AFP - Monday, December 20
MANILA, Dec 20, 2010 (AFP) – The Philippines
on Monday defended its new peso notes, mocked by critics for
featuring error-strewn maps of the country and apparently
inventing a new species of parrot.
The central bank started shipping the bills
to banks last Friday and they should be publicly available
by Christmas, deputy governor Diwa Gunigundo said.
He defended the artistic rendition of Philippine
maps appearing on the 20-, 50-, 100-, 200-, 500-, and 1,000-peso
notes (45 US cents-22.59 dollars), which excluded the Batanes
islands near Taiwan and misplaced some of the country's top
"If we want to make the Philippine map
that specific and accurate we would have had to draw all 7,000
islands," Gunigundo said in an interview on DZBB radio.
"What we wanted to do was abstract the
general location of all these important parts of the Philippines,"
Map makers, including one of the experts
drafted to delineate the boundaries of the Tubbataha Reefs
natural park in 1994, have pointed out that the spectacular
coral formation was misplaced by hundreds of kilometres (miles).
Gunigundo also defended the rendering of
a rare native bird, the blue-naped parrot, on the 500-peso
bill, saying it was patterned after the yellow colour scheme
of the denomination.
The Wild Bird Club of the Philippines, a
birdwatchers' organisation, has insisted the yellow-beaked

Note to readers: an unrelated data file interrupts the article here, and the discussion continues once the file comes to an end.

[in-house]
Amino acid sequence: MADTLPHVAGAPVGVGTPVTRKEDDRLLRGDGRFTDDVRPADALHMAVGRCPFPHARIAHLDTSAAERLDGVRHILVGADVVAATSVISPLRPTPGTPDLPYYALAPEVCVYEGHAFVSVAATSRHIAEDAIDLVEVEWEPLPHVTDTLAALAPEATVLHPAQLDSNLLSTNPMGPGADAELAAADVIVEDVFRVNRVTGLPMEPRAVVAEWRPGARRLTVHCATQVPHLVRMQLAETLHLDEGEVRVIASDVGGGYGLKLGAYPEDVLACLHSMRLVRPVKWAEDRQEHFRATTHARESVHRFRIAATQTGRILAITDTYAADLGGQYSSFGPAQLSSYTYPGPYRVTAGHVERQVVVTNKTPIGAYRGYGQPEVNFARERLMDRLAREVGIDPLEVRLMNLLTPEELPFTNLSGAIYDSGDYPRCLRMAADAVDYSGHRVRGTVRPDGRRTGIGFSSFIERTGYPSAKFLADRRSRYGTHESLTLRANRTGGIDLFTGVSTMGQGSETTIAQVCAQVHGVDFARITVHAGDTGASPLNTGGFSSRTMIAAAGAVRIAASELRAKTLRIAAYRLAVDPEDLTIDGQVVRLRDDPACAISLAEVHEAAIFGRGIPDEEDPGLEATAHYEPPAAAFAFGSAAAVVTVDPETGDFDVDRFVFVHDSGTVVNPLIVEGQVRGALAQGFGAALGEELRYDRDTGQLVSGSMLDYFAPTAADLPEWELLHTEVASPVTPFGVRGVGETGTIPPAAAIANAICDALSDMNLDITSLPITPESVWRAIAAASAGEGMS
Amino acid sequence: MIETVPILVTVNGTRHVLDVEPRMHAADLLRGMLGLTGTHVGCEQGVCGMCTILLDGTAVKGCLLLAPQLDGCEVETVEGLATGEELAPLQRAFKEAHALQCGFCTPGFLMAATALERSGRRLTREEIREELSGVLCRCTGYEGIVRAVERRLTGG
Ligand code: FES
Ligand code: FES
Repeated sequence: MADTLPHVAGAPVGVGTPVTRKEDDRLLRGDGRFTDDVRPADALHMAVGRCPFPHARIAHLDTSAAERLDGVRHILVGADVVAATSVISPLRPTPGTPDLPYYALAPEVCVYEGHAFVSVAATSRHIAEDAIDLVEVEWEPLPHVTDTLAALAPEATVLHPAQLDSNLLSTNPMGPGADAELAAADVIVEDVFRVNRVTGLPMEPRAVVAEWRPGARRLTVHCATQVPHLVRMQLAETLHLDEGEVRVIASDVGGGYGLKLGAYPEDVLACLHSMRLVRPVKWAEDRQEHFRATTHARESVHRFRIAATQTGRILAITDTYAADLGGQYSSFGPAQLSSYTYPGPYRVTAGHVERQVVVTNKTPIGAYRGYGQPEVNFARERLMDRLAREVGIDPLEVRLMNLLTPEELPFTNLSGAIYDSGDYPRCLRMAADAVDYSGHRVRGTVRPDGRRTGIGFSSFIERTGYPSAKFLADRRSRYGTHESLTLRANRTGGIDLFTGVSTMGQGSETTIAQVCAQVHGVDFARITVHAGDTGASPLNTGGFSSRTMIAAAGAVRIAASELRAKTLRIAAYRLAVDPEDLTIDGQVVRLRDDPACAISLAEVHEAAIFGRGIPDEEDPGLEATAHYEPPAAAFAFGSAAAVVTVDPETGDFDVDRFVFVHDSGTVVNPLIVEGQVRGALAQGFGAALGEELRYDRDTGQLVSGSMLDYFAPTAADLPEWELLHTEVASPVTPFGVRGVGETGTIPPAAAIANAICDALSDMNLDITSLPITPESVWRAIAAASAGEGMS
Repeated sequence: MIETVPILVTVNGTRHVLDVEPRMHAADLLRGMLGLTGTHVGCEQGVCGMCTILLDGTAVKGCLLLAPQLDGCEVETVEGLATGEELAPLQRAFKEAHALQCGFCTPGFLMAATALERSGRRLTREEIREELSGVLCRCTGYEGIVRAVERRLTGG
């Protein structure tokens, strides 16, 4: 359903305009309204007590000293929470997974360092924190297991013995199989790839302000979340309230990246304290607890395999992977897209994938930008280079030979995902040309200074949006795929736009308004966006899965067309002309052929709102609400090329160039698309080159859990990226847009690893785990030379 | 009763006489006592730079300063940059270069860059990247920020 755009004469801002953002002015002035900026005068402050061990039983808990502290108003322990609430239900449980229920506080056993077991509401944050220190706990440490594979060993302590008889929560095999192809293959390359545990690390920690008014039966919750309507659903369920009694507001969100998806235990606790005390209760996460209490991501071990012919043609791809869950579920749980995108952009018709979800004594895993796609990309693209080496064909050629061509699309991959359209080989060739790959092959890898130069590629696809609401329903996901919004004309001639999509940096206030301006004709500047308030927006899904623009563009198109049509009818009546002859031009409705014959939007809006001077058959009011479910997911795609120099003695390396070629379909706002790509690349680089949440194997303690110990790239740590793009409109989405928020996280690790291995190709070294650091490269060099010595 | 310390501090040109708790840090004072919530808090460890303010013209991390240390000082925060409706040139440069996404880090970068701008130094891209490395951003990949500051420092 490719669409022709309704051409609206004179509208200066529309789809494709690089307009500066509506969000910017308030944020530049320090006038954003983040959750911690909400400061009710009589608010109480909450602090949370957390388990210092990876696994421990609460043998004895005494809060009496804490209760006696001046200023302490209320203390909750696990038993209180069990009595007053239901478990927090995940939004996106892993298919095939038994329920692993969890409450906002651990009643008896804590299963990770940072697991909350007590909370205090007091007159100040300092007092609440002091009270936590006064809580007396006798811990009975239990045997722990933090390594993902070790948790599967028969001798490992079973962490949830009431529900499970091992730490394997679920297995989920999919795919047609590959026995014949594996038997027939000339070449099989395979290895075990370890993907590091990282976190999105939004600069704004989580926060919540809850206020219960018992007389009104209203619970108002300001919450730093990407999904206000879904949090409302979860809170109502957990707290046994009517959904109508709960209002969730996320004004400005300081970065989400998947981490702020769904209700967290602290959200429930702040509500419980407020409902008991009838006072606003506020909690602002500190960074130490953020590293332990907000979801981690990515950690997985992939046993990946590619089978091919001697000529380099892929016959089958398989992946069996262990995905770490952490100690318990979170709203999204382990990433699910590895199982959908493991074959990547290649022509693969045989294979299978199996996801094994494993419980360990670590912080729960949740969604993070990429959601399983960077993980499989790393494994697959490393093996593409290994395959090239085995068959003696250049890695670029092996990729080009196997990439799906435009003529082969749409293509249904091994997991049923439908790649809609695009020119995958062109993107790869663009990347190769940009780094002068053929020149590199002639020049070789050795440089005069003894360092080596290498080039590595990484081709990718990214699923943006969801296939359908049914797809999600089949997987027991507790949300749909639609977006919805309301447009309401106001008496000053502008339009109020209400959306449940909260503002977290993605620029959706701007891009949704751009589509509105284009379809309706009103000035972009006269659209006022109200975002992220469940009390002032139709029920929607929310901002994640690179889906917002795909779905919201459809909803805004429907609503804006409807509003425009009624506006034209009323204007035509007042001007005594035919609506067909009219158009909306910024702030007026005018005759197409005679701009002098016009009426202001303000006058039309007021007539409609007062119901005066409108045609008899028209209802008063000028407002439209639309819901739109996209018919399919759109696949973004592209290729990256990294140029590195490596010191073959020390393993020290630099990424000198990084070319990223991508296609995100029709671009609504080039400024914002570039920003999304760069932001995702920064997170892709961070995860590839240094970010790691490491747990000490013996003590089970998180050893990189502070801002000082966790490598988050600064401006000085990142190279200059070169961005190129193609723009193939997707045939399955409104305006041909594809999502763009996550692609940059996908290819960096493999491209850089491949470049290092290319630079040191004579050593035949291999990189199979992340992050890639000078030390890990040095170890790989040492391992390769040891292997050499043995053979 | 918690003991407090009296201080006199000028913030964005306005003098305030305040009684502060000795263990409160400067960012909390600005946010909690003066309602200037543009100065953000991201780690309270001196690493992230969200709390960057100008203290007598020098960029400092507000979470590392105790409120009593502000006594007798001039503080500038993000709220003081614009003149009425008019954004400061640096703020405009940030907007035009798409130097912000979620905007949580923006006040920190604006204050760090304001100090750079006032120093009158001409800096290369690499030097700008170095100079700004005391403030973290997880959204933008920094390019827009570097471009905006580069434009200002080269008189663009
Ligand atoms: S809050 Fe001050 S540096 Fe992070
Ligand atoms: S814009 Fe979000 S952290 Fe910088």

parrot on the note does not exist anywhere in the country,
since in real life the blue-naped parrot has a red beak.
"It took us three years to research
(the design)," Gunigundo said, brushing off allegations
of slipshod preparation.
The head of the government's National Historical
Institute was an adviser to the bank's numismatic committee,
"Our local artists who designed our
six denominations also did research and they consulted many
of our experts in the Philippines."
More important than the design are the new
bills' security features to make their duplication by counterfeiters
much more difficult, Gunigundo said.
It is not the first time the central bank
has been left red-faced over currency design. It was forced
in 2005 to withdraw bills that misspelled the name of Gloria
Arroyo, the predecessor of current President Benigno Aquino,
whose signature appears on the new legal tender.
The 2005 bill, which called her Gloria Arrovo,
became a much sought-after collectors' item.